You bring the wishes, we supply the raisins

“We supply the raisins”, the email read. No explanation. Well phew, we won’t need to pack those, we thought.

For New Year’s we booked a small, rustic inn at the foot of Monsaraz in Portugal. Shortly thereafter, we received their offer to join the party they were having for, what turned out to be, mostly hotel guests. When we accepted, that’s what the email said in return: “we supply the raisins”.

So what do confused Americanos do when puzzled by a cryptic message such as this? Why hit the Google of course. Mystery solved. 12 raisins per person, one for each wish for each month of the new year.

So that’s where we found ourselves, wearing our green underwear (for health, as the Google told us of this tradition. White for peace, blue for luck, red for love, green for health, etc.) amongst a table of Portuguese at New Years dinner listening to live Spanish Flamenco music bidding Tchao to 2019 and Bom Ano to 2020. Nervously (not really) awaiting our first reading of wishes as the clock strikes each chime at midnight.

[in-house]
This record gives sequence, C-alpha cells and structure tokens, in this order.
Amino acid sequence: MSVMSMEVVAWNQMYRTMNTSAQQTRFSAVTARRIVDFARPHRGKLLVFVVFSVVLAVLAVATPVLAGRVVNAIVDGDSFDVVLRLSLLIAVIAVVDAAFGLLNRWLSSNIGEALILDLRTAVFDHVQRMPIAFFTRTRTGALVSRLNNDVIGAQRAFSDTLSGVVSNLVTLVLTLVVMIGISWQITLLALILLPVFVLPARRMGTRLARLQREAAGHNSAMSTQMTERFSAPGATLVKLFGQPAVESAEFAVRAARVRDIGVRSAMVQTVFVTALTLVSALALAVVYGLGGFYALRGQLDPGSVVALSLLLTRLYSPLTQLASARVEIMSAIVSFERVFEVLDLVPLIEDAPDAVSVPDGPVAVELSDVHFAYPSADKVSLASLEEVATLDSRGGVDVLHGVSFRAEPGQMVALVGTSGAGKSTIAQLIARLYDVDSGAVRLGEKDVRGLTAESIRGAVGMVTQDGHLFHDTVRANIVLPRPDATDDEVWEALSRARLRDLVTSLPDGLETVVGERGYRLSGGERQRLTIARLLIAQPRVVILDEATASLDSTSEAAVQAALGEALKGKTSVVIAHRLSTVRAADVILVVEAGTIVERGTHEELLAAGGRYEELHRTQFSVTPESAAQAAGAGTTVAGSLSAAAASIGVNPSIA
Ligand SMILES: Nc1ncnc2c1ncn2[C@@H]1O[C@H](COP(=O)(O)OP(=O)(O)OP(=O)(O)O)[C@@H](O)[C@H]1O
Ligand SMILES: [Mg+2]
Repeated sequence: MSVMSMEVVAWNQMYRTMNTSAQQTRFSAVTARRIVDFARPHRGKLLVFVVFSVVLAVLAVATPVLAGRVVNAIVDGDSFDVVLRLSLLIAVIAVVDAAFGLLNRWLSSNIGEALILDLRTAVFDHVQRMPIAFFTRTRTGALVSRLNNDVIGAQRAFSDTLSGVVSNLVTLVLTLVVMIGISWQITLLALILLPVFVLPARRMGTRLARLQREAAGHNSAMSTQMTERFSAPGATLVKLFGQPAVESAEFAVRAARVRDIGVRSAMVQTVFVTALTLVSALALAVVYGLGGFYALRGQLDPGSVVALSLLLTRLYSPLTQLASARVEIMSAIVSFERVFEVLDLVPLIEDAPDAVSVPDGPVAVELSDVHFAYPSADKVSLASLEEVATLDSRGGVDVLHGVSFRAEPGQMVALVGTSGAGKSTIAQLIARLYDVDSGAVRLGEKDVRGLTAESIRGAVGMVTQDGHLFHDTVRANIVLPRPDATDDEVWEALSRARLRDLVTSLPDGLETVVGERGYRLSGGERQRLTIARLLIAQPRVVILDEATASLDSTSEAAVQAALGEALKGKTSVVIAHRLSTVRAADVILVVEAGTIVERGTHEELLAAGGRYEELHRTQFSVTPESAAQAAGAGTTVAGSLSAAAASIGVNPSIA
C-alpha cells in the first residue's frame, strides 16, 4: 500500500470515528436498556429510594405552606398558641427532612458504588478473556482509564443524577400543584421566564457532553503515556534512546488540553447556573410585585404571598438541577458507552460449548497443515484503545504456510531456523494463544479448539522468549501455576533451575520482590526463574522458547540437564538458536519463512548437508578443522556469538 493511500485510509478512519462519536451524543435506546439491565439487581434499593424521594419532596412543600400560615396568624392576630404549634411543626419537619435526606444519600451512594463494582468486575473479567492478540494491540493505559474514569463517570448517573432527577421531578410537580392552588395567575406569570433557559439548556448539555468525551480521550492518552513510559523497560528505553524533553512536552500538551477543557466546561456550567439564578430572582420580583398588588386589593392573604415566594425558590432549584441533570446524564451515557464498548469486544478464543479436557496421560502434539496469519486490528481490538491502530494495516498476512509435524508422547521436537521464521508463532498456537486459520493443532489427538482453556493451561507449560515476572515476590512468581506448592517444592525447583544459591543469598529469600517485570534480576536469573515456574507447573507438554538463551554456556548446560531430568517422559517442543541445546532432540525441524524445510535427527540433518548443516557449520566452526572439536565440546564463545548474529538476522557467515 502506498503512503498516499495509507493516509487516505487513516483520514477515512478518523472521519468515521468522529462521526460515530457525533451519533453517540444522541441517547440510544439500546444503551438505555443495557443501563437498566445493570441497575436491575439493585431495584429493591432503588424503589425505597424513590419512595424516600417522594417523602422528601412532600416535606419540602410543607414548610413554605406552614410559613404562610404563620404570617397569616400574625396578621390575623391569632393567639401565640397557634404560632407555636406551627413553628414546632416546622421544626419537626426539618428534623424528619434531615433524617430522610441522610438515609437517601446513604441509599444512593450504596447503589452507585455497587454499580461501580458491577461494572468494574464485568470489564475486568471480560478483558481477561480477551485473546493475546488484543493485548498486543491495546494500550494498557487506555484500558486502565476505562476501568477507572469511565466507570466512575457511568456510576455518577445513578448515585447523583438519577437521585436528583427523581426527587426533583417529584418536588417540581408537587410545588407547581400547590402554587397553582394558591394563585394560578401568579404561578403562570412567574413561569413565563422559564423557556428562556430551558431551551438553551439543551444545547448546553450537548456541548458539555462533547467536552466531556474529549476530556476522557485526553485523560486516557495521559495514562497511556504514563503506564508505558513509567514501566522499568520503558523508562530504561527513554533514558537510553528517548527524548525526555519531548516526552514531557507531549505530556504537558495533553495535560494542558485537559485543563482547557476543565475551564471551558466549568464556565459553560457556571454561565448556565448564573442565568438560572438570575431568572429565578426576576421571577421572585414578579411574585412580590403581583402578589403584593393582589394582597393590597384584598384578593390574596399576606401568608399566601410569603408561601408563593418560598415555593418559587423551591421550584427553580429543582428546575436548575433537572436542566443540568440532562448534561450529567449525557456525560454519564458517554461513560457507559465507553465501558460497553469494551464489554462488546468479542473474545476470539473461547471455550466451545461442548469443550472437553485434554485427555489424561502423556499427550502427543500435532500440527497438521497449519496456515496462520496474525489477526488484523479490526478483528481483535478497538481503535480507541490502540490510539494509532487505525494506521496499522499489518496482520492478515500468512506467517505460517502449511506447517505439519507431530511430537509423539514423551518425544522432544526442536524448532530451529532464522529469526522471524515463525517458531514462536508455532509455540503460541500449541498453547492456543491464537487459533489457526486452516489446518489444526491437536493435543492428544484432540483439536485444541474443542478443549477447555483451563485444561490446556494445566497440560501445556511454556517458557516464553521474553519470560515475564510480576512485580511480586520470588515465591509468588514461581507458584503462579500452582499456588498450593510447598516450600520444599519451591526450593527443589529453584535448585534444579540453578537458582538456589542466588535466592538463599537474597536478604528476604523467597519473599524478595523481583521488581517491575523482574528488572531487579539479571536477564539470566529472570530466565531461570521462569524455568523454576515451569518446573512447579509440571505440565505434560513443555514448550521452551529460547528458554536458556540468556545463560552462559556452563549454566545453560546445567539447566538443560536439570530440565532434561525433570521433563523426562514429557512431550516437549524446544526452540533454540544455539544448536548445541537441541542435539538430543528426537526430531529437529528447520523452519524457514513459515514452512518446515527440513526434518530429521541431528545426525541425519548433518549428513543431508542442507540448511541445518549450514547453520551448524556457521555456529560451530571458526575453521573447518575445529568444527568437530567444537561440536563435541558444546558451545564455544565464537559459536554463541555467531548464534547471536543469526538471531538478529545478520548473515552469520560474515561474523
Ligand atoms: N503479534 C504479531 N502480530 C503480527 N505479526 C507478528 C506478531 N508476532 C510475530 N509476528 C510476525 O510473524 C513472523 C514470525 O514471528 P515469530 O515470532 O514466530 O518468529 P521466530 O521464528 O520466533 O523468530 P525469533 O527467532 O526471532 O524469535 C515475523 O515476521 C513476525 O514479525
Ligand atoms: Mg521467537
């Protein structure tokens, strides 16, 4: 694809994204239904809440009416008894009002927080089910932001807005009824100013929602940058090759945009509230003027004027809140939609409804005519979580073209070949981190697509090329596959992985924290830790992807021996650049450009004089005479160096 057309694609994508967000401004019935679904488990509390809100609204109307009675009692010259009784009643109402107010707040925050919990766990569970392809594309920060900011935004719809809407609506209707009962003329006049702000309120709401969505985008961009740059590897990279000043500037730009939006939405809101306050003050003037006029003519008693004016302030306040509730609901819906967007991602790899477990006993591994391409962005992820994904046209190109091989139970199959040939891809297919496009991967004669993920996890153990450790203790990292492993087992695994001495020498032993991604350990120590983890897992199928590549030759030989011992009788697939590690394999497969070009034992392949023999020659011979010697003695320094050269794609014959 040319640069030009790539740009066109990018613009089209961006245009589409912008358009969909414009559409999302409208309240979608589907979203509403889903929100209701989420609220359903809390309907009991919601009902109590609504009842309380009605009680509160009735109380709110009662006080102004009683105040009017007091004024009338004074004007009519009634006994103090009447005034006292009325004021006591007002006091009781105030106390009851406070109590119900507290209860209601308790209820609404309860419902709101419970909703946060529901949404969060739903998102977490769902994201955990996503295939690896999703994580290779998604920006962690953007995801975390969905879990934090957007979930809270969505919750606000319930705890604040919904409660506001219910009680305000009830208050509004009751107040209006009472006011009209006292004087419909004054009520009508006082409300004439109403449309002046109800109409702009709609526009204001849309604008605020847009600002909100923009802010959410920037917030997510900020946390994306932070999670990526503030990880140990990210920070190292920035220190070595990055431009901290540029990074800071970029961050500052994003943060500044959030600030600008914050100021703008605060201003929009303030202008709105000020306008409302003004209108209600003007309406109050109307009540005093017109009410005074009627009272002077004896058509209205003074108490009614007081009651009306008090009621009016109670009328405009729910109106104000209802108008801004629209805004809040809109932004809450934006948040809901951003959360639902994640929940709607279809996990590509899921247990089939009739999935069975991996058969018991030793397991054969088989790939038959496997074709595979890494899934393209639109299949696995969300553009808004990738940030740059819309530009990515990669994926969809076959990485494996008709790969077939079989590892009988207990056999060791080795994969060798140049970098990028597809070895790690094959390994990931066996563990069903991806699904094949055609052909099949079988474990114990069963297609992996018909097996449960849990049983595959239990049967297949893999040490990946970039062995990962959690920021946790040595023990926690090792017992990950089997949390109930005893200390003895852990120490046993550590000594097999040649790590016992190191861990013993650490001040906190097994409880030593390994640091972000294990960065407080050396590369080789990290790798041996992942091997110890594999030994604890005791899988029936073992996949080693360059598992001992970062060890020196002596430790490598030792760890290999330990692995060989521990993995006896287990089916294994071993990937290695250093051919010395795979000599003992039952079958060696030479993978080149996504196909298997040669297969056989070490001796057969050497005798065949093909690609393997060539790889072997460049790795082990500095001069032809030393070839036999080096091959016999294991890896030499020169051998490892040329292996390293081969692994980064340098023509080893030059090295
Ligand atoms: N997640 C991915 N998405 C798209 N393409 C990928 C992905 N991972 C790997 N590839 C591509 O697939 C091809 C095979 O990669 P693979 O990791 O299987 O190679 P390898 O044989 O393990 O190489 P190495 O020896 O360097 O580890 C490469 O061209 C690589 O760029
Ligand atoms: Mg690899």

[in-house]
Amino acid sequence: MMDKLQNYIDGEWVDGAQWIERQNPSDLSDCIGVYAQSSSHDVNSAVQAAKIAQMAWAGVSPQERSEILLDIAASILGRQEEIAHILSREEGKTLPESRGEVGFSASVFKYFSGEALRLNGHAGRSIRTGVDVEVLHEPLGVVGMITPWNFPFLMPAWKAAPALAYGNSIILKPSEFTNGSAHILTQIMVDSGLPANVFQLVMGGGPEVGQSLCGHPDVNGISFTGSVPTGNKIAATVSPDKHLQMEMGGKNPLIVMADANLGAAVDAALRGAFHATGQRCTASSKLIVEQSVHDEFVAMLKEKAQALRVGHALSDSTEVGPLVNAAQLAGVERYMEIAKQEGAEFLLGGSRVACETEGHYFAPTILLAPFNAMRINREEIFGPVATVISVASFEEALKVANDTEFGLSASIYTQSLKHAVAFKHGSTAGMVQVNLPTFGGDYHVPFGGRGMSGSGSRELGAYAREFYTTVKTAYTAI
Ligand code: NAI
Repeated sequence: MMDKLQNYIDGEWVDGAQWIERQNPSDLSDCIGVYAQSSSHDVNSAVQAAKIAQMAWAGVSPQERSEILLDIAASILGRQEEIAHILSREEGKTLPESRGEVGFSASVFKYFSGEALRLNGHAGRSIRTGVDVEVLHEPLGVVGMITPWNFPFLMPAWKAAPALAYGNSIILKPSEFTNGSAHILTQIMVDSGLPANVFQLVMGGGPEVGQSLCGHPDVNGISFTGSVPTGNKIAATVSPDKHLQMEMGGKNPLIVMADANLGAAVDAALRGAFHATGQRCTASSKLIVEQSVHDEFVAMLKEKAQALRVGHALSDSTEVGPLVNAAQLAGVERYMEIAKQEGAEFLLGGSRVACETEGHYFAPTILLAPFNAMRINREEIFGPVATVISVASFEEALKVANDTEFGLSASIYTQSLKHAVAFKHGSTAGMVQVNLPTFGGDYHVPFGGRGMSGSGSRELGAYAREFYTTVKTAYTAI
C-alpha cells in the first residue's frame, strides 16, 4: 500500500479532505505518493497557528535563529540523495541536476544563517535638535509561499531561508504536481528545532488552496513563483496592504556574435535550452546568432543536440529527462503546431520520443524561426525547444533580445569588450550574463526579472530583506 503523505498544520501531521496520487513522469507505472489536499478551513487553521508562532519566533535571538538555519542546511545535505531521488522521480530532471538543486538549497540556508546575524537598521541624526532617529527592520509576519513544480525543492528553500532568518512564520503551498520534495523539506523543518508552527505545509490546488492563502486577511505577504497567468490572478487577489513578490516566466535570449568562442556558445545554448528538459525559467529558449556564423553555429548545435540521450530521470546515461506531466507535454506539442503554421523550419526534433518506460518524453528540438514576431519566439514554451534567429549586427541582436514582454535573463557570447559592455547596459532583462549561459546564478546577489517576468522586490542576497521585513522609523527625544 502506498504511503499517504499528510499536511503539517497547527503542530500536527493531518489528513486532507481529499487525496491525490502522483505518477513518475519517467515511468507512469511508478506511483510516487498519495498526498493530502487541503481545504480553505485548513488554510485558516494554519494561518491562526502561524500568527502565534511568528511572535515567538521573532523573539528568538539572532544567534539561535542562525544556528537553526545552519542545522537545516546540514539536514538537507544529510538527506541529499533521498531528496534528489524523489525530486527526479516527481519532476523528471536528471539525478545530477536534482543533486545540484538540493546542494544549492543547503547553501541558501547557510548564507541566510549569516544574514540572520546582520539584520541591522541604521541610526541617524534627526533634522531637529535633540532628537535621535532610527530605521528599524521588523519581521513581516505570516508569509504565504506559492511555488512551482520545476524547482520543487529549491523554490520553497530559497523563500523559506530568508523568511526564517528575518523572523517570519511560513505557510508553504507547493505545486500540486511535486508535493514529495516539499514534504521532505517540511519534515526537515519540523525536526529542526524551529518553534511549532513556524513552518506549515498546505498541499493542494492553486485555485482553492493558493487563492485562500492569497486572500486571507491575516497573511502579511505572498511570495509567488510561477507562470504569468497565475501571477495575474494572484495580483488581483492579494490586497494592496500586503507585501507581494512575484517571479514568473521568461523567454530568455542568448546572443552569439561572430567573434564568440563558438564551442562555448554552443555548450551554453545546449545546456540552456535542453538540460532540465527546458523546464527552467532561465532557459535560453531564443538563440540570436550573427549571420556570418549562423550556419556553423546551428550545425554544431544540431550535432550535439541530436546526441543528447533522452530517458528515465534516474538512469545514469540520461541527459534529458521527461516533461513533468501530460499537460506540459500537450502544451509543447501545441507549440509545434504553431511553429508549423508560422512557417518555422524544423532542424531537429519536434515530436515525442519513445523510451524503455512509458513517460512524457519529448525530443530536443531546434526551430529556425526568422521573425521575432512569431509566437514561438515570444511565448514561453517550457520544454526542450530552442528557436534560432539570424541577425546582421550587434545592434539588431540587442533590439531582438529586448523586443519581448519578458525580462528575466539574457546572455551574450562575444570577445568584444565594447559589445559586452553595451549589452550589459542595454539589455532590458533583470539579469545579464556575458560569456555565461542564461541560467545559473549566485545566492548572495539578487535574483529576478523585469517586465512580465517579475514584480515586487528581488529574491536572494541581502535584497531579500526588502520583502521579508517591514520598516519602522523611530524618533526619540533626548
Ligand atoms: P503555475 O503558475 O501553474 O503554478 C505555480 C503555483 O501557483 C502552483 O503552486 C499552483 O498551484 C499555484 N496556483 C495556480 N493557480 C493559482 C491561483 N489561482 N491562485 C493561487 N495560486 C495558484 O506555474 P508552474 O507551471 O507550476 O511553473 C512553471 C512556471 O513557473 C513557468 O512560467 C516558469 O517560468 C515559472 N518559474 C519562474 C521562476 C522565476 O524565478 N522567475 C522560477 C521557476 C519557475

The evening began slowly. Very slowly. It was an all hands on deck affair for the small staff of the hotel. The meat and cheese plates were set out at seven, we arrived fashionably late around 7:45 to a nearly full room and waited at the bar (which no one in Portugal sits at, so it’s always free for us) sipping Alentejo wine and trying not to fill up on snacks in anticipation of a five course meal including cod au gratin, black pork and suckling pig with Caldo Verde (the national soup) at 1am (for the record, some of these plates never did appear, but we didn’t care, when in Rome or Monsaraz, as the case may be).

Around 10:00pm the band kicked in and the candles were lit. Still no invite to sit, with lots of watch looking (not just by us) we all continued to wait patiently. No one got upset, we were in this together and the staff were clearly scrambling to get it all done just right. Finally, at 10:30 we were all invited to sit for dinner. Relieved, we were nearly guaranteed to remain awake until soup time.

Google translate at the ready and phrase book in hand we sat, but the loveliness of the Portuguese people at our table prevented any embarrassment as they make it all too easy on you and spoke English to us all night (one day we will learn, but not being forced to do so is both great and makes us lazy, a challenge for yet another day in this new decade).

And then came the raisins. In a pile on a plate to be shared by the table. Grab and count we did and at the proper hour we began our wishing.

Perhaps we should have wished to come back here again next year. Bom Ano e Obrigado.

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